Fantasy and fiction: Inside the hyperreal world of Lou Escobar

All images © Lou Escobar
This article appears in our 2023 Ones to Watch issue. Secure your copy via the BJP Shop, limited stock available

The French photographer employs playfulness and pleasure to imagine a vibrant universe that chimes with her love of movie-making

In Lou Escobar’s visual world, fantasy is a persistent presence. Her protagonists – often street-cast or inspired by people in her life – are strong, confident and carefree. She images them inside cars, in hotel rooms, on the street, outside diners and convenience stores, in hyper-real scenes that feel more akin to film stills than staged photography. In every frame, emotions run high. Play and pleasure are critical to Escobar’s strategy, one committed to her brand of escapism that prioritises women’s lives. “I’m just a girl from the suburbs,” says the photographer and director, who grew up on the outskirts of Paris. “This desire to imagine worlds is who I am.”

Escobar’s career took off quickly despite her never intentionally planning to build one in photography. Her first clients discovered her on Instagram five years ago, and since then she has collaborated with the likes of Gucci, Diesel, Vogue, i-D and Playboy, successfully straddling commercial and editorial fashion work. However, while Escobar loves the challenge of working in single images, it is film directing that she hopes to pursue long-term, having recently completed her first script.

“Growing up in the suburbs in the 90s, there wasn’t much to do. The TV was super important in our house,” says Escobar, explaining the roots of her fascination with visual storytelling. “We watched films constantly. Going to the video club every weekend was an important ritual. We would rent one movie and watch it 10 times. I’d replay scenes to the point that the story took over my mind. I would start to feel like I lived inside the movie, deeply relating to, or aspiring to be, the characters.”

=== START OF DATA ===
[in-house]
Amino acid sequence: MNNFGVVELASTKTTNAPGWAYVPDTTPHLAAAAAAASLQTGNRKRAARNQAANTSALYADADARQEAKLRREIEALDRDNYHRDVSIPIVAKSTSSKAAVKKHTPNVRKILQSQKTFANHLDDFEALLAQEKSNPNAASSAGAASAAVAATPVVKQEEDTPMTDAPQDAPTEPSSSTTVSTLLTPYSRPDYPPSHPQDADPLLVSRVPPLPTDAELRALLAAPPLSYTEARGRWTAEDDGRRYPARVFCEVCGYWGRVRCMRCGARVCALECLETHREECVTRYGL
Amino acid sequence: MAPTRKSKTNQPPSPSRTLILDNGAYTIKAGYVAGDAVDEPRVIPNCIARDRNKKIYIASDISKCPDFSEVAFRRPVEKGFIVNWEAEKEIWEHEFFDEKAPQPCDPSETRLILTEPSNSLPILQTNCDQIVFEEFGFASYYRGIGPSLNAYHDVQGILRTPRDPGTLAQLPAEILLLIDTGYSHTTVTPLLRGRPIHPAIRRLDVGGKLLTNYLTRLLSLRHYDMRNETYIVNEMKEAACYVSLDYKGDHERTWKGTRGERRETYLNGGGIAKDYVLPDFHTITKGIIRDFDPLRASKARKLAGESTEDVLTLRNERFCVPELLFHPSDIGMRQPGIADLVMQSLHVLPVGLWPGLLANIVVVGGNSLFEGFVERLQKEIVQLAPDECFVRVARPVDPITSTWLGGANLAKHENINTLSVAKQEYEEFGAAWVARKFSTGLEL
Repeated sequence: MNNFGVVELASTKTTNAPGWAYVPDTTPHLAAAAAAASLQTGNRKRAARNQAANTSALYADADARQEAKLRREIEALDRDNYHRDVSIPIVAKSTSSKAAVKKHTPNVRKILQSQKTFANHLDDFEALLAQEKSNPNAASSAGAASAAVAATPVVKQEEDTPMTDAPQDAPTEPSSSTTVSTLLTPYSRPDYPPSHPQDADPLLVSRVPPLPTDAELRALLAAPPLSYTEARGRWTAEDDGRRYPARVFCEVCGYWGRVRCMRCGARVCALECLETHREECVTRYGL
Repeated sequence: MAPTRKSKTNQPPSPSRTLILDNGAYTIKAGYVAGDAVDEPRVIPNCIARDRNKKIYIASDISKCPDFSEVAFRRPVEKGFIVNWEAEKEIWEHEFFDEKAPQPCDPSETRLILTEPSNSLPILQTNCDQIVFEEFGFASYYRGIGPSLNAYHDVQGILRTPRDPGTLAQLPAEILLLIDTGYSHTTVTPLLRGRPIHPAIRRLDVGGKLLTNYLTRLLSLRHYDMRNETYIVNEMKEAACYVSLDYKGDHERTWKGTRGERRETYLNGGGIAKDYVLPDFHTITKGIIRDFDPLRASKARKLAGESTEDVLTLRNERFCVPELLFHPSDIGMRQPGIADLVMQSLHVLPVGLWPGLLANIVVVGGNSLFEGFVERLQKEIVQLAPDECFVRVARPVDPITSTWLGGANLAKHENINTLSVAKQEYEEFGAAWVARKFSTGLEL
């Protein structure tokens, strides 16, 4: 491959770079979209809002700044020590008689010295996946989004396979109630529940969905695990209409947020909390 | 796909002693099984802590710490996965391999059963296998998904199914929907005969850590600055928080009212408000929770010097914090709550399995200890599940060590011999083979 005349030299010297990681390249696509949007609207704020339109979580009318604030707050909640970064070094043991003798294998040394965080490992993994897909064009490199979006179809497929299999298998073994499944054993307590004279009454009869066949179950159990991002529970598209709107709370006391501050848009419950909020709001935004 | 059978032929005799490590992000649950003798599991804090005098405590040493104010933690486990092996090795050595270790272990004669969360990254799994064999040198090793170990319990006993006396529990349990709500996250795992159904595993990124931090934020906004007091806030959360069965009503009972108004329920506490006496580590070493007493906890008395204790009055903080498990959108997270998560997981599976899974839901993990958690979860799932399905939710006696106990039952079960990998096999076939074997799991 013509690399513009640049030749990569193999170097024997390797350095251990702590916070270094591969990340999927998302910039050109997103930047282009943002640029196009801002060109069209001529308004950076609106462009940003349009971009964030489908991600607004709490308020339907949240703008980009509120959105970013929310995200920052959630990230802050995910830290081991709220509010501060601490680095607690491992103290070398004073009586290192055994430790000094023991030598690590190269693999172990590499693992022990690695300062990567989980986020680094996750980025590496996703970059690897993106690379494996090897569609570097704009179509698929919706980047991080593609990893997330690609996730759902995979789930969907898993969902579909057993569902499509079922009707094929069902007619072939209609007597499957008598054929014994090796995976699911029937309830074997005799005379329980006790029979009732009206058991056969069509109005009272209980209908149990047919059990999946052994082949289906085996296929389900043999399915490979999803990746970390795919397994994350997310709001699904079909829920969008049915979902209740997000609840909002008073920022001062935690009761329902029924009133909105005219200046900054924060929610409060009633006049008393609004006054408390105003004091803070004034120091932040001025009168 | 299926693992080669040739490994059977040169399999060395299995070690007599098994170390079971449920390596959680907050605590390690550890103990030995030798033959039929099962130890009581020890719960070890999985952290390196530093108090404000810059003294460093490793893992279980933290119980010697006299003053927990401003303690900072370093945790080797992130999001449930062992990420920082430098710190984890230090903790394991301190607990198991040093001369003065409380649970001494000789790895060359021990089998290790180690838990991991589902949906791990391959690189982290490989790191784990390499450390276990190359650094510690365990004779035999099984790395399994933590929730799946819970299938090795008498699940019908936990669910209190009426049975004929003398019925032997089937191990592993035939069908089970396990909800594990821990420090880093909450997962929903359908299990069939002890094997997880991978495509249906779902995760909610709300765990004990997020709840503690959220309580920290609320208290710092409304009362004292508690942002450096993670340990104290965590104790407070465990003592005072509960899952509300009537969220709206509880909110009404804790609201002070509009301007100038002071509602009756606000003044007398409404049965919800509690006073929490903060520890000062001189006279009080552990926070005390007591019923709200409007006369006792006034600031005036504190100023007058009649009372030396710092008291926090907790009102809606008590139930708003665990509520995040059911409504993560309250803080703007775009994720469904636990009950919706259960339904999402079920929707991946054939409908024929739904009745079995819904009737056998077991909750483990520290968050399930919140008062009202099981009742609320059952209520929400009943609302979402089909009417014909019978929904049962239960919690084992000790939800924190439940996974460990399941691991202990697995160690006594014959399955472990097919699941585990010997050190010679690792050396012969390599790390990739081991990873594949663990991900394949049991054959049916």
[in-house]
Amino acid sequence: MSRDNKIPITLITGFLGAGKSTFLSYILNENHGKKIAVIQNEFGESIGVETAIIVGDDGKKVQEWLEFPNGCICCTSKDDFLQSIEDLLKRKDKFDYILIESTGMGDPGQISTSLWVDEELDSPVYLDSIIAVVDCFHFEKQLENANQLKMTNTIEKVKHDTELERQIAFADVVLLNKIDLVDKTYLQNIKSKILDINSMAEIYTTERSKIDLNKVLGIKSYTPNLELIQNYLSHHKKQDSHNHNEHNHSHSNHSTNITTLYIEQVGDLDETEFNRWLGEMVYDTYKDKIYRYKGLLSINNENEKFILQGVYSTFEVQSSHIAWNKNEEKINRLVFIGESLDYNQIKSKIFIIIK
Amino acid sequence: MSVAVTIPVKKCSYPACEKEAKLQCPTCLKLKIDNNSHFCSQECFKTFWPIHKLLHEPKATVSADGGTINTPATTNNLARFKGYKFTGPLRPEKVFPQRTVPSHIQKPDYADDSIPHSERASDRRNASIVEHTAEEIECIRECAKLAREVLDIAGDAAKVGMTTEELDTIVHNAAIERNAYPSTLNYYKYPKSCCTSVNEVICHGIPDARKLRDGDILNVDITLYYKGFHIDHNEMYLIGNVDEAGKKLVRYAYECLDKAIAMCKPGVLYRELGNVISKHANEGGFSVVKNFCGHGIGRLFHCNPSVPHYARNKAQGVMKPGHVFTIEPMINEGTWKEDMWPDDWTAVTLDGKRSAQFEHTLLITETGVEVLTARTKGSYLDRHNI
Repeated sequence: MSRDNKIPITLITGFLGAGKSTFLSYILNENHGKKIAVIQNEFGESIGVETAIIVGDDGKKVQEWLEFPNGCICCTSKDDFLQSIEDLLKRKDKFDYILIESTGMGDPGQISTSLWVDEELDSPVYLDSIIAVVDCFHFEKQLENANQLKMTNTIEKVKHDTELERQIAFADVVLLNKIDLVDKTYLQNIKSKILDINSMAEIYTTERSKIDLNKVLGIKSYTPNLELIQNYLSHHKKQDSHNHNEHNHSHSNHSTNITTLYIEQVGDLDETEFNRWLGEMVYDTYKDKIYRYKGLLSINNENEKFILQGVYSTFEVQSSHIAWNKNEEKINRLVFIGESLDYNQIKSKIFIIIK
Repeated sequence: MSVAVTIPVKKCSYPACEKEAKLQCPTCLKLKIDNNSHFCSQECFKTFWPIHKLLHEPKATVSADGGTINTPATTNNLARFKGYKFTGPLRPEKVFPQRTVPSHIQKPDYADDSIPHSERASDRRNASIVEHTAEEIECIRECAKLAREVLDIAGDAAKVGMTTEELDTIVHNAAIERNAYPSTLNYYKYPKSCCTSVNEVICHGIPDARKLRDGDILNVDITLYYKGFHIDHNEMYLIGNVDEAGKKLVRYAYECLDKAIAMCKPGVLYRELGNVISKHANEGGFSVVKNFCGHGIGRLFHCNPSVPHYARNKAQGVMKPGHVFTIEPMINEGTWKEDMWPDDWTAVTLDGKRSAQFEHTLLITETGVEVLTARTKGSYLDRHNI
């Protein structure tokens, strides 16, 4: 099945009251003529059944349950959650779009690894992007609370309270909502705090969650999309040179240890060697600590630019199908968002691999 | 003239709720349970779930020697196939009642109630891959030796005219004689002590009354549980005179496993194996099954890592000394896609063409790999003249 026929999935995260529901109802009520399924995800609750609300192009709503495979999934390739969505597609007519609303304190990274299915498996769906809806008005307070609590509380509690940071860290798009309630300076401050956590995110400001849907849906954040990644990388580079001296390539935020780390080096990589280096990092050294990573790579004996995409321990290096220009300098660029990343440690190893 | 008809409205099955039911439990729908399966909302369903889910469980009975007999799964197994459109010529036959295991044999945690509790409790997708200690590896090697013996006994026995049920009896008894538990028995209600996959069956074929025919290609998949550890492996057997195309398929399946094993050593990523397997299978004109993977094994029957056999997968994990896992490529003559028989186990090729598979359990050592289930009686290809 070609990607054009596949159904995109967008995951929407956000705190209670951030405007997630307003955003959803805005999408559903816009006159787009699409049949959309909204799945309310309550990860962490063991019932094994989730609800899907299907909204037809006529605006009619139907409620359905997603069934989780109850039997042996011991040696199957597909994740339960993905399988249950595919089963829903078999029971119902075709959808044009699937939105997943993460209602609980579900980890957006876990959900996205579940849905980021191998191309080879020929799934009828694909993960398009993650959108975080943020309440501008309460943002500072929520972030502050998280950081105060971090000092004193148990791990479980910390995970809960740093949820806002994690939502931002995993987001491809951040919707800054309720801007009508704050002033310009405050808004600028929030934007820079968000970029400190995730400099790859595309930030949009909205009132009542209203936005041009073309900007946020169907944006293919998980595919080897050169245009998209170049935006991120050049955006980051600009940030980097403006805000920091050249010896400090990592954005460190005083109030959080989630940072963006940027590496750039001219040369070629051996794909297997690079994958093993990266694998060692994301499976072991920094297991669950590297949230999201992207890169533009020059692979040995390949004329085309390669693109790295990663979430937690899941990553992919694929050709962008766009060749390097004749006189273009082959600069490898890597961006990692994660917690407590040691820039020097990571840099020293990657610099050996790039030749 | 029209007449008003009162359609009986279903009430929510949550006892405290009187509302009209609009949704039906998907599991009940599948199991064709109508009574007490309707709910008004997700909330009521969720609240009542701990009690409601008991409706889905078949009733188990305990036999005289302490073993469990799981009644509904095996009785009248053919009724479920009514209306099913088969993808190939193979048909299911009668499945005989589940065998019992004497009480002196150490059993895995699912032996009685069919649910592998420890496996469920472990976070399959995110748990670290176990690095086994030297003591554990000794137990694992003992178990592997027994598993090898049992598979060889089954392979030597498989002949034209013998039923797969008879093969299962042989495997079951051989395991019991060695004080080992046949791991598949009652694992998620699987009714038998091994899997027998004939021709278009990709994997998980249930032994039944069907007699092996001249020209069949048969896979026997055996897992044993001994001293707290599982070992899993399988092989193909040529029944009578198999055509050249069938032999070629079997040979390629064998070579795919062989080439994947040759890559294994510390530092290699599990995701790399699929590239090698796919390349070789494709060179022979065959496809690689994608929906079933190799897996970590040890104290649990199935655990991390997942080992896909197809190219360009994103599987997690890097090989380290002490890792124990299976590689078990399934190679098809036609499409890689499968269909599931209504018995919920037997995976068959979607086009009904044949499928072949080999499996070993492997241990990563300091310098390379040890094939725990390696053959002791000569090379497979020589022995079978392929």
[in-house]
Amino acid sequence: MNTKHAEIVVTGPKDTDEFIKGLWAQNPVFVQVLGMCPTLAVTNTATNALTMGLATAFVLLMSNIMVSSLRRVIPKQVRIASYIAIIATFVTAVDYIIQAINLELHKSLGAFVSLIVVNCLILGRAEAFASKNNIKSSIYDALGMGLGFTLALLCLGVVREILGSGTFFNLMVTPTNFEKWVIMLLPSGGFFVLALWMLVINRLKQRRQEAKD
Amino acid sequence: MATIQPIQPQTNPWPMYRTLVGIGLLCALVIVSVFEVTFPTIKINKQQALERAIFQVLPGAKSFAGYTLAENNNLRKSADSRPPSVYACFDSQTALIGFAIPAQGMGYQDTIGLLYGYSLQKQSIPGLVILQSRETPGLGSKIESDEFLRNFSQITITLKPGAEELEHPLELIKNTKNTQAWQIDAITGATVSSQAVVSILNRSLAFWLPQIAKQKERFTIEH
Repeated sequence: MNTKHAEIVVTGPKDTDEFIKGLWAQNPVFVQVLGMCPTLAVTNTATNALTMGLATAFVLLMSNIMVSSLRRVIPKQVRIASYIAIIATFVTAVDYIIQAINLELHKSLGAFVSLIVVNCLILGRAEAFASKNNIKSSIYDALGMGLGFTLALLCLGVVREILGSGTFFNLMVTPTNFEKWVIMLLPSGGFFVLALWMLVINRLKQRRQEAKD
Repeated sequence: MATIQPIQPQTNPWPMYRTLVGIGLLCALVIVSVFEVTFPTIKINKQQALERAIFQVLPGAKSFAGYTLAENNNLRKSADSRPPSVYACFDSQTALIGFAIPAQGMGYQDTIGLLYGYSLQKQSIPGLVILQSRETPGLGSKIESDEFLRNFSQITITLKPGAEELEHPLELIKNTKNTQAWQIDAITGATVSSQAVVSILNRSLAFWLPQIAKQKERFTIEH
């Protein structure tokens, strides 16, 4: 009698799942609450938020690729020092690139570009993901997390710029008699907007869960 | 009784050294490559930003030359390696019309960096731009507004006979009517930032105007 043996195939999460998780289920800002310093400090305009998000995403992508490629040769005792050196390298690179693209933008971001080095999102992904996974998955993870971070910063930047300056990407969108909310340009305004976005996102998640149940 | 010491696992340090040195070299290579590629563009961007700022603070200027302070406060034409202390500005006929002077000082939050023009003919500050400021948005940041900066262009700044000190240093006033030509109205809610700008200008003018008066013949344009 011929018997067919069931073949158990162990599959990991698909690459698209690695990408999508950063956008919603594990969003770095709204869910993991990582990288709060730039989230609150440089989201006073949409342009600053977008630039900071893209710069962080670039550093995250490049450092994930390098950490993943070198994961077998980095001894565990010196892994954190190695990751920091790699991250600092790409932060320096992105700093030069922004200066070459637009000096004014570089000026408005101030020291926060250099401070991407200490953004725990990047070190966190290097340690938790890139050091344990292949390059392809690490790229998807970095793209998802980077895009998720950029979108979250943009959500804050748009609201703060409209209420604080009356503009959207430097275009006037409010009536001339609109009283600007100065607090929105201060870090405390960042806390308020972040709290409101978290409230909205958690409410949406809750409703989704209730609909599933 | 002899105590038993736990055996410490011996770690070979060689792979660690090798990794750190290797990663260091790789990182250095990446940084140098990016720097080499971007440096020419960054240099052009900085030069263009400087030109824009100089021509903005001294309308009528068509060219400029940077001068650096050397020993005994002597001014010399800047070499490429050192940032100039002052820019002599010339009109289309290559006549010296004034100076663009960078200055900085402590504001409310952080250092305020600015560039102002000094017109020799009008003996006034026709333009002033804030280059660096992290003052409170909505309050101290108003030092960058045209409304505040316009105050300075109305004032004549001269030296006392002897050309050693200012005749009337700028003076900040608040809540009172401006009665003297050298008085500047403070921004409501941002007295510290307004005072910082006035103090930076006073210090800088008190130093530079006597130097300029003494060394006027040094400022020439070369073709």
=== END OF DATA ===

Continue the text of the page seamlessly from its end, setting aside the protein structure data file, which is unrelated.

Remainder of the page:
Making poetry out of collisions is the beating heart of Escobar’s work: blending high and low culture, reality and fiction, the mundane and the fantastical. She describes her process as “intuitive”, following her ideas through even when the outcome is unclear. In addition to cinema and travel, people-watching shapes her work. “Walking the streets is a vital part of my approach,” she says. “Whether I’m travelling somewhere new or in familiar territory, the thing I love the most is watching people live. I’m particularly interested in women’s lives, their strength and sexuality. Essentially, I create the characters I want to be.”

“I’m particularly interested in women’s lives, their strength and sexuality. Essentially, I create the characters I want to be”

In Familia, a recent cover shoot and a short film for Vogue Portugal, Escobar explores the meaning of family in an uncertain world. The artist street-cast people resembling her mother, sister, grandmother and cousins for the project, set in Seville, Spain, in a personal tribute to her roots. She describes the shoot as a portrait of the “Andalusia of my memories”; an attempt to distil the romantic way she saw her family as a child. The film, which fuses flamboyant fashion and familial bonds, speaks to the way habits, behaviours and beliefs are imprinted over generations.

“Lou’s images transport me into a fascinating, timeless world,” says Maya-Ines Touam, one of BJP’s Ones to Watch last year, who nominated Escobar. “There is great reflection in her staging, nothing is random, yet everything feels familiar. I admire the energy of this raw and vibrant universe that she is creating.”

Gem Fletcher

Gem Fletcher is a freelance writer who contributes to publications such as Aperture, Foam, The Guardian, Creative Review, It’s Nice That and An0ther. She is the host of The Messy Truth podcast - a series of candid conversations that unpack the future of visual culture and what it means to be a photographer today. You can follow her on Instagram @gemfletcher